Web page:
The Hawaii Honolulu Mission Motto

I’m still spending time in my wife’s class, and today happened to be Hawaiian Day! Before we left for school, I pulled out a box with some things from Hawaii, and it brought me back to the wonderful two years I spent there as a missionary.

In the Hawaii Honolulu Mission, we have an incredible motto. It goes like this:

We are grateful to be in the Hawaii Honolulu Mission – the Aloha Mission. The Atonement of Jesus Christ is our message; love of God and others is our motivation; and obedience to the commandments and mission rules is our strength. By sharing the gospel with others, we can give them the “ha”, the breath of life, even eternal life. Aloha!

You might not have noticed, but this motto is an acronym of sorts for the word “Aloha”.

  • Atonement of Jesus Christ
  • Love of God and others
  • Obedience to the commandments and mission rules
  • HA, the breath of life, eternal life

If you’d like to learn more about this motto, read this devotional talk by President and Sister Peterson, who served as the mission leaders soon after I left.

(The only thing I find is missing from this motto is mention of the Restoration. If I could be so bold as to suggest a change, the last full sentence would begin, “By sharing the restored gospel with others…” I know, I know, when am I ever not so bold?)

Another quasi-motto centered around the Kukui nut. We were taught,

“The Kukui nut was prized by the Hawaiians because the kernel is rich in oil. Each kernel burned for three minutes. It reminds us of the light of the Savior which fills our souls, not for three minutes, but for eternity.”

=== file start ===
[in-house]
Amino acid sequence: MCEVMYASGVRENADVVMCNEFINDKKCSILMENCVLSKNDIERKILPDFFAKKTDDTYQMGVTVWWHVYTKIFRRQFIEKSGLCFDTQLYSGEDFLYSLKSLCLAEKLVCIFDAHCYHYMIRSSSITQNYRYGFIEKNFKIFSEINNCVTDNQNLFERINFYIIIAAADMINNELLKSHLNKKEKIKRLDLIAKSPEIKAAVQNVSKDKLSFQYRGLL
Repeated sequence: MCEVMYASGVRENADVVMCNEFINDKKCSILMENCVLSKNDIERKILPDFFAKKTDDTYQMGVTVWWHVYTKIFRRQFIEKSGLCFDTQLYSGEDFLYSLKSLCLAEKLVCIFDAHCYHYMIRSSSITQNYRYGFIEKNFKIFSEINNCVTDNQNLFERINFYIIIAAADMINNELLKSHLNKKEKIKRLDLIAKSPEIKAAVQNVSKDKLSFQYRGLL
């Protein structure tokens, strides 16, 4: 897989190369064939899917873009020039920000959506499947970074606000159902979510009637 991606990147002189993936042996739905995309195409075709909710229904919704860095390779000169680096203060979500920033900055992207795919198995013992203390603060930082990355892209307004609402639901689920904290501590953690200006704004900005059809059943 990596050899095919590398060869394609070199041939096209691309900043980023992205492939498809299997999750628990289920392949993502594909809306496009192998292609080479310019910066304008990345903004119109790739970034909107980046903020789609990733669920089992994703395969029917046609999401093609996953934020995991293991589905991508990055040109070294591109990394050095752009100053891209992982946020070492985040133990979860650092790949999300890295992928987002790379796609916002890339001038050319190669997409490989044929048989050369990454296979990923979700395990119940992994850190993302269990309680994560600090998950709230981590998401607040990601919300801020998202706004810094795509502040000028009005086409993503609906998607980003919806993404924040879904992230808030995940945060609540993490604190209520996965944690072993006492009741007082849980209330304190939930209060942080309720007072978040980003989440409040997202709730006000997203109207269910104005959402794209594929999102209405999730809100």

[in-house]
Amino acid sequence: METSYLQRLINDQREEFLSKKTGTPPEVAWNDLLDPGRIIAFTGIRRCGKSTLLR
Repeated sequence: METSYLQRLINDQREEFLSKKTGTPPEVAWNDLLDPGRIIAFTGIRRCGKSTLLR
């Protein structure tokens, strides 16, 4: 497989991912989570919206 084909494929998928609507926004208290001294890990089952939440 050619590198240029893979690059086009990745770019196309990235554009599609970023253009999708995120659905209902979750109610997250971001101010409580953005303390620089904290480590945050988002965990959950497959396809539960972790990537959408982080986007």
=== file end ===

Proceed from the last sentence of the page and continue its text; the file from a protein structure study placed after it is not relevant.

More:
I’m so grateful to have served in Hawaii. There is not a day that goes by where I am not influenced by my experience there.

The Parable of the Apple

My Recent Missionary Moment

It’s been rare while I’ve lived here in Utah, but every now and then I am able to have a discussion with someone about some of the basic doctrines of the Church. These “missionary moments” are enthralling, and take me back to my days in Hawaii when I was able to do this each and every day for two years. I absolutely love talking about the Restoration of the gospel and Church of Jesus Christ, and the blessings that gospel has brought into my life.

Unfortunately, my most recent dialogue of this nature turned out to be less than sincere. I expect my peer was laying the foundation to their own “witnessing” experience, which consisted of (in this instance) criticisms of the Book of Abraham, the Book of Mormon, the deification of man doctrine, the Plan of Salvation, and the personal revelation that comes through the Holy Ghost.